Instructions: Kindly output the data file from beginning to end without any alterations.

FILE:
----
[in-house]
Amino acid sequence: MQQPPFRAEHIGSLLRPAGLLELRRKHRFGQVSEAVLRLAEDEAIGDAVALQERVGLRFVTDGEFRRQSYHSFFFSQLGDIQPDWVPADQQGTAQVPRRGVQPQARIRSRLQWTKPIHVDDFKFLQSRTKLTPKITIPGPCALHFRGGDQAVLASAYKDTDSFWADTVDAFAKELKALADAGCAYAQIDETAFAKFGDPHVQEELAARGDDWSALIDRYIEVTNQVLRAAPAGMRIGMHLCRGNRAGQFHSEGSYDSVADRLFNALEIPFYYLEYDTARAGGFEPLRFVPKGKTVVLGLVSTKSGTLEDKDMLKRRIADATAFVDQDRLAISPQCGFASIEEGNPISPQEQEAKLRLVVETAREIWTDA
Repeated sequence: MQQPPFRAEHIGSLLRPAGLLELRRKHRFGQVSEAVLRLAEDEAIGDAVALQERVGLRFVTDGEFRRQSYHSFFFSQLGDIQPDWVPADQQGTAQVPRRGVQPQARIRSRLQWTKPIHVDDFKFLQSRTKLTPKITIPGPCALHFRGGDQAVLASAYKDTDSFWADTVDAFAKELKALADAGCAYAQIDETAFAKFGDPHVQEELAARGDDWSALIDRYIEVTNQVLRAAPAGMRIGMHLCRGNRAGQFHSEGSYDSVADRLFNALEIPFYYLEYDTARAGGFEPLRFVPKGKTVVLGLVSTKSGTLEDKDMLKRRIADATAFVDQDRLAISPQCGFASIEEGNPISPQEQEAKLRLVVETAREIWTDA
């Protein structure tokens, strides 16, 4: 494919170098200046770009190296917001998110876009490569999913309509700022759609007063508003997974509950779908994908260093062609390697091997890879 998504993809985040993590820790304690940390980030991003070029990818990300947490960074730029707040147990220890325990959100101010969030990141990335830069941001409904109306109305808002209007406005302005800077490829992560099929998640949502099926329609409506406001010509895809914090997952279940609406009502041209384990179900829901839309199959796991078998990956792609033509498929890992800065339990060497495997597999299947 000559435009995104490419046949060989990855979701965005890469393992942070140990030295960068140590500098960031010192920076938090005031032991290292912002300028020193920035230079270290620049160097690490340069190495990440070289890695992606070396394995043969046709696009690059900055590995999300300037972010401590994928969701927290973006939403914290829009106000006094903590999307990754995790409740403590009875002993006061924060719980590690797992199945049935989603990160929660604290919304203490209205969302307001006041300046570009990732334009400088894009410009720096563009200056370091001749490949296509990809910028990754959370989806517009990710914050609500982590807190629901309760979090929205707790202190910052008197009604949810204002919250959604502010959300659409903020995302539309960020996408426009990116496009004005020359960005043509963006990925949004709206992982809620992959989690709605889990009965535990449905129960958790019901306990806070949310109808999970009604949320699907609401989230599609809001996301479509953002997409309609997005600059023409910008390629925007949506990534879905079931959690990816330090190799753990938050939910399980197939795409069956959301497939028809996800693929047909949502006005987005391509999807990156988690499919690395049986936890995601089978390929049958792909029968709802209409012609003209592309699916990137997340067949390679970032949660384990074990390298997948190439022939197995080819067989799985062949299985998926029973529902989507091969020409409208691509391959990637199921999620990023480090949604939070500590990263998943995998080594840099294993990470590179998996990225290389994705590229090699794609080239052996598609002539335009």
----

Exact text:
[in-house]
Amino acid sequence: MQQPPFRAEHIGSLLRPAGLLELRRKHRFGQVSEAVLRLAEDEAIGDAVALQERVGLRFVTDGEFRRQSYHSFFFSQLGDIQPDWVPADQQGTAQVPRRGVQPQARIRSRLQWTKPIHVDDFKFLQSRTKLTPKITIPGPCALHFRGGDQAVLASAYKDTDSFWADTVDAFAKELKALADAGCAYAQIDETAFAKFGDPHVQEELAARGDDWSALIDRYIEVTNQVLRAAPAGMRIGMHLCRGNRAGQFHSEGSYDSVADRLFNALEIPFYYLEYDTARAGGFEPLRFVPKGKTVVLGLVSTKSGTLEDKDMLKRRIADATAFVDQDRLAISPQCGFASIEEGNPISPQEQEAKLRLVVETAREIWTDA
Repeated sequence: MQQPPFRAEHIGSLLRPAGLLELRRKHRFGQVSEAVLRLAEDEAIGDAVALQERVGLRFVTDGEFRRQSYHSFFFSQLGDIQPDWVPADQQGTAQVPRRGVQPQARIRSRLQWTKPIHVDDFKFLQSRTKLTPKITIPGPCALHFRGGDQAVLASAYKDTDSFWADTVDAFAKELKALADAGCAYAQIDETAFAKFGDPHVQEELAARGDDWSALIDRYIEVTNQVLRAAPAGMRIGMHLCRGNRAGQFHSEGSYDSVADRLFNALEIPFYYLEYDTARAGGFEPLRFVPKGKTVVLGLVSTKSGTLEDKDMLKRRIADATAFVDQDRLAISPQCGFASIEEGNPISPQEQEAKLRLVVETAREIWTDA
């Protein structure tokens, strides 16, 4: 494919170098200046770009190296917001998110876009490569999913309509700022759609007063508003997974509950779908994908260093062609390697091997890879 998504993809985040993590820790304690940390980030991003070029990818990300947490960074730029707040147990220890325990959100101010969030990141990335830069941001409904109306109305808002209007406005302005800077490829992560099929998640949502099926329609409506406001010509895809914090997952279940609406009502041209384990179900829901839309199959796991078998990956792609033509498929890992800065339990060497495997597999299947 000559435009995104490419046949060989990855979701965005890469393992942070140990030295960068140590500098960031010192920076938090005031032991290292912002300028020193920035230079270290620049160097690490340069190495990440070289890695992606070396394995043969046709696009690059900055590995999300300037972010401590994928969701927290973006939403914290829009106000006094903590999307990754995790409740403590009875002993006061924060719980590690797992199945049935989603990160929660604290919304203490209205969302307001006041300046570009990732334009400088894009410009720096563009200056370091001749490949296509990809910028990754959370989806517009990710914050609500982590807190629901309760979090929205707790202190910052008197009604949810204002919250959604502010959300659409903020995302539309960020996408426009990116496009004005020359960005043509963006990925949004709206992982809620992959989690709605889990009965535990449905129960958790019901306990806070949310109808999970009604949320699907609401989230599609809001996301479509953002997409309609997005600059023409910008390629925007949506990534879905079931959690990816330090190799753990938050939910399980197939795409069956959301497939028809996800693929047909949502006005987005391509999807990156988690499919690395049986936890995601089978390929049958792909029968709802209409012609003209592309699916990137997340067949390679970032949660384990074990390298997948190439022939197995080819067989799985062949299985998926029973529902989507091969020409409208691509391959990637199921999620990023480090949604939070500590990263998943995998080594840099294993990470590179998996990225290389994705590229090699794609080239052996598609002539335009």